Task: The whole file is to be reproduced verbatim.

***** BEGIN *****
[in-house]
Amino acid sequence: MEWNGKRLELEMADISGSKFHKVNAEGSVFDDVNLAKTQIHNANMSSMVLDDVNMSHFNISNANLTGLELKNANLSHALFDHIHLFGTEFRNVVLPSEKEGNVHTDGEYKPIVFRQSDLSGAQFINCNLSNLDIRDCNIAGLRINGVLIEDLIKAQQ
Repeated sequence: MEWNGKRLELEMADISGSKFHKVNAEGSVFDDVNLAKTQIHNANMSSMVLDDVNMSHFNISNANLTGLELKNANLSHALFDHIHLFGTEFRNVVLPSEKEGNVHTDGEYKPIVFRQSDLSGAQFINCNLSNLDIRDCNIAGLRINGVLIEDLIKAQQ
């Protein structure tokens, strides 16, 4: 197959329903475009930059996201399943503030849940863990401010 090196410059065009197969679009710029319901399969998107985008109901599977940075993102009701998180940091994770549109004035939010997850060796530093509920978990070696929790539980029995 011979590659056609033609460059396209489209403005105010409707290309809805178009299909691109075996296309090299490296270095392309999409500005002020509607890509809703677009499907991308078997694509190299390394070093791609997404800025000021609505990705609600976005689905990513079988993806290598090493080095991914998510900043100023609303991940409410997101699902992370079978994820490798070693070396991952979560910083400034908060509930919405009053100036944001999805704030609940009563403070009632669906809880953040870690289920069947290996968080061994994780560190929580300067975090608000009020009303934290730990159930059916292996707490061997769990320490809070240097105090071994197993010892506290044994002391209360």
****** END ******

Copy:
[in-house]
Amino acid sequence: MEWNGKRLELEMADISGSKFHKVNAEGSVFDDVNLAKTQIHNANMSSMVLDDVNMSHFNISNANLTGLELKNANLSHALFDHIHLFGTEFRNVVLPSEKEGNVHTDGEYKPIVFRQSDLSGAQFINCNLSNLDIRDCNIAGLRINGVLIEDLIKAQQ
Repeated sequence: MEWNGKRLELEMADISGSKFHKVNAEGSVFDDVNLAKTQIHNANMSSMVLDDVNMSHFNISNANLTGLELKNANLSHALFDHIHLFGTEFRNVVLPSEKEGNVHTDGEYKPIVFRQSDLSGAQFINCNLSNLDIRDCNIAGLRINGVLIEDLIKAQQ
């Protein structure tokens, strides 16, 4: 197959329903475009930059996201399943503030849940863990401010 090196410059065009197969679009710029319901399969998107985008109901599977940075993102009701998180940091994770549109004035939010997850060796530093509920978990070696929790539980029995 011979590659056609033609460059396209489209403005105010409707290309809805178009299909691109075996296309090299490296270095392309999409500005002020509607890509809703677009499907991308078997694509190299390394070093791609997404800025000021609505990705609600976005689905990513079988993806290598090493080095991914998510900043100023609303991940409410997101699902992370079978994820490798070693070396991952979560910083400034908060509930919405009053100036944001999805704030609940009563403070009632669906809880953040870690289920069947290996968080061994994780560190929580300067975090608000009020009303934290730990159930059916292996707490061997769990320490809070240097105090071994197993010892506290044994002391209360």